Kalev Ruberg, vice-president of digital systems at Teck Resources. Jon Benjamin Photography

With experience spanning academia, the private sector, government and even a start-up, Kalev Ruberg came to the mining sector rather late in his career. When he arrived 12 years ago, he found a “very fractured landscape” from a technology systems point of view.

“Independent development may result in a one-off success, but being entrepreneurial and working in silos is the biggest challenge we all have,” said Ruberg. “We need to govern the way innovation proceeds into production. The innovation success we’ve had at Teck has come from a very disciplined platform approach because it has staying power.”

Ruberg joined Teck in 2006 as chief information officer (CIO) and was named vice-president of Teck Digital Systems last December. The common theme that runs through Ruberg’s wide-ranging career is designing systems that connect human behaviour and technology.

In the late 1970s, Ruberg earned a master of architecture from Massachusetts Institute of Technology where he used machines to optimize building design for energy efficiency. He studied under the guidance of renowned professor Nicholas Negroponte, who founded the MIT Media Lab, where the technologies that enabled the digital revolution were born.

He continued to design energy-smart buildings at what is now the US National Institute of Standards and Technology, and taught knowledge-based systems and computer-aided design at the Georgia Institute of Technology. He then spent eight years with the National Research Council of Canada, where he developed a system for using artificial intelligence (AI) to diagnose problems with buildings, and later joined IBM, where he helped build “the world’s largest real-time object-based control system for manufacturing electronic boards.”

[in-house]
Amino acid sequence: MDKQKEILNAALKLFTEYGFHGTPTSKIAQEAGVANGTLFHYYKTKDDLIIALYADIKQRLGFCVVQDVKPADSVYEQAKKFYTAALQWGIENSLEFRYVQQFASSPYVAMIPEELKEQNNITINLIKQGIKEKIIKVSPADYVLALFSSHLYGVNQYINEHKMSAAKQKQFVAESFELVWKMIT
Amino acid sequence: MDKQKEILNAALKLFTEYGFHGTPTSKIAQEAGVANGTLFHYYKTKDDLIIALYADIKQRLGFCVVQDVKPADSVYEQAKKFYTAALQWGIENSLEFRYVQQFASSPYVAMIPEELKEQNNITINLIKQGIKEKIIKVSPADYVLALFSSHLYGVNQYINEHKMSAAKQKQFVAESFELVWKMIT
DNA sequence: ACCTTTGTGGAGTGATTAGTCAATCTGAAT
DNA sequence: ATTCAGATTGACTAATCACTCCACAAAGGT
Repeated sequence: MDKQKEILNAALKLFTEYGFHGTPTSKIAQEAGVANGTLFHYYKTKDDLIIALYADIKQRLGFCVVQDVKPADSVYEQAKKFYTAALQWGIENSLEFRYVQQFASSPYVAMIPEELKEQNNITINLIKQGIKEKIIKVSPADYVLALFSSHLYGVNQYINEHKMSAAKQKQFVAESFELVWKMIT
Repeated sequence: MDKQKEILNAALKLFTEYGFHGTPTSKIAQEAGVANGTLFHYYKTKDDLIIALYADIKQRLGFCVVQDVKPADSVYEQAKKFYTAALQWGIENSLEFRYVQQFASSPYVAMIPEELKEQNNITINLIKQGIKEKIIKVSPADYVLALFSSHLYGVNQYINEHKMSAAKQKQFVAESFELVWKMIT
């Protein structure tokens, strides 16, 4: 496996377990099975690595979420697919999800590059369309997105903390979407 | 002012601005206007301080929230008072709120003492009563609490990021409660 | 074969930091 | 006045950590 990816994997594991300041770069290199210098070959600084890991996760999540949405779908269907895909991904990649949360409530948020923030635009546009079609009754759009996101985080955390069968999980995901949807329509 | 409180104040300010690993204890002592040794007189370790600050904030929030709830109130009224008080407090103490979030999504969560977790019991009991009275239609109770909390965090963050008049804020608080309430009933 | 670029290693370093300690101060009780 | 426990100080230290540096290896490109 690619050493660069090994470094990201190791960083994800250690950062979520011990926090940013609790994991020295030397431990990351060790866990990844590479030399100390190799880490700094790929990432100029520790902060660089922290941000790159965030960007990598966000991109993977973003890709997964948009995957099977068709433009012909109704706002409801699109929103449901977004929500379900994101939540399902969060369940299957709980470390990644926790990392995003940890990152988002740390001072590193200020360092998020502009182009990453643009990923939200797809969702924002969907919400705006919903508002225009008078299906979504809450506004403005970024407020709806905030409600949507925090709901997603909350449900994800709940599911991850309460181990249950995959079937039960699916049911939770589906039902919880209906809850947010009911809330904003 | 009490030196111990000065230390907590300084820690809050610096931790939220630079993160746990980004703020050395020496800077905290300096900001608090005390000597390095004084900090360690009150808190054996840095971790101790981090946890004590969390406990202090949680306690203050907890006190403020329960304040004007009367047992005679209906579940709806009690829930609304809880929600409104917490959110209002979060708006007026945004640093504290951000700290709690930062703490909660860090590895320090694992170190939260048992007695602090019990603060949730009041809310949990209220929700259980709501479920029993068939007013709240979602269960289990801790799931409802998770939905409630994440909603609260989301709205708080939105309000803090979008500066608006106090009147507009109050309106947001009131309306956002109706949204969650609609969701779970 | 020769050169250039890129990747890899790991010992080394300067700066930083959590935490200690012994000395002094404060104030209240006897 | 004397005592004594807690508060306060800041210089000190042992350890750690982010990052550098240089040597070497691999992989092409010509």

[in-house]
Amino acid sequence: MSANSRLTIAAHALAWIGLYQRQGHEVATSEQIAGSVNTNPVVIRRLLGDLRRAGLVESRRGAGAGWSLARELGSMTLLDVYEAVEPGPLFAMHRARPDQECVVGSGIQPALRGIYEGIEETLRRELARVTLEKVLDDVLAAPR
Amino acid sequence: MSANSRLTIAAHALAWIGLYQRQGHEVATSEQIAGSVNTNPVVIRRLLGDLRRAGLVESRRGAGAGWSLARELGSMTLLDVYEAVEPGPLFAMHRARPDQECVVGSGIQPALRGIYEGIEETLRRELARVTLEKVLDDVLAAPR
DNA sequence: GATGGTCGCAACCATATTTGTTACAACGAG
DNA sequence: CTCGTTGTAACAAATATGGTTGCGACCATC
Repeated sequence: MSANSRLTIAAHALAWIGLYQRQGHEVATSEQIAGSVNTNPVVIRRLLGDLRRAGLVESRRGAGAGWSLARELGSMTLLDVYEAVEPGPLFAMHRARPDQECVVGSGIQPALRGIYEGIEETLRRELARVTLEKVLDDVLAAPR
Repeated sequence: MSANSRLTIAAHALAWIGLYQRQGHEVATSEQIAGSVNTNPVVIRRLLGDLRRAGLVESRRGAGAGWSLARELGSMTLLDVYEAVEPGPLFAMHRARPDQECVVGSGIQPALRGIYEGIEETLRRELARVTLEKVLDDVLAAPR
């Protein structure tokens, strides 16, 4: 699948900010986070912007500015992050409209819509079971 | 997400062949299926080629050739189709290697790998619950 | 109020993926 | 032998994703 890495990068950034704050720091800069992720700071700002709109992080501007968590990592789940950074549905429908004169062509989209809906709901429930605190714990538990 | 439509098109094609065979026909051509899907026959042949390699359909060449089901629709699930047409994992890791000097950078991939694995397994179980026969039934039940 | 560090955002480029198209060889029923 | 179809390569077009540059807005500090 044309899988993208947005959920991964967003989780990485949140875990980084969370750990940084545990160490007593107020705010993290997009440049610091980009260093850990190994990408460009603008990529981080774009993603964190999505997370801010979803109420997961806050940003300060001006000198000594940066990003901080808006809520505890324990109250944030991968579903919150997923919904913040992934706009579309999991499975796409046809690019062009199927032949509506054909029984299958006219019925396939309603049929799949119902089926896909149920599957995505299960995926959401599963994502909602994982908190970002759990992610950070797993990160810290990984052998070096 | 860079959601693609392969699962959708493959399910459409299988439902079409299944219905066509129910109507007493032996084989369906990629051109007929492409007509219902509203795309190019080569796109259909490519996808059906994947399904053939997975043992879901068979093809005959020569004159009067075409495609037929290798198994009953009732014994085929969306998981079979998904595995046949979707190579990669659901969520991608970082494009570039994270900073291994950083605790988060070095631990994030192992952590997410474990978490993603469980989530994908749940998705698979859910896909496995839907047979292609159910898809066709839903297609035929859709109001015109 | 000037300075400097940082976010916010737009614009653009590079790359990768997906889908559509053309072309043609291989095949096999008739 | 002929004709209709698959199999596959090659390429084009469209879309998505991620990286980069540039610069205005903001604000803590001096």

Related: Copper, zinc drive Teck's strong sales performance to start 2018

For a change of scene, Ruberg spent two years as assistant deputy minister and CIO with the Government of Manitoba, before trying his hand with a tech start-up. Then, after building the TELUS Health platform, which uses technology to connect doctors with patients, he joined the mining industry as CIO of Placer Dome in 2004.

So far the work of the Digital Systems team at Teck is yielding practical results. In the first half of 2018, the major miner announced the implementation of a number of technologies at its operations, including a machine learning system that predicts when trucks will need maintenance and a heads-up display for shovel operators. His team has also worked with the technology and innovation team, led by Greg Brouwer, and the operations team, led by Shehzad Bharmal, to deliver shovel-mounted sensors that separate ore from waste rock and a six-truck autonomous haul truck pilot planned for later this year.

The complex intersection between people and technology remains Ruberg’s focus today at Teck. His priority is “building a team capable of doing the analytics in a way that is woven into the fabric of how we operate,” while at the same time nurturing people who “think broadly at the system scale and balance that with people who have deep knowledge.”

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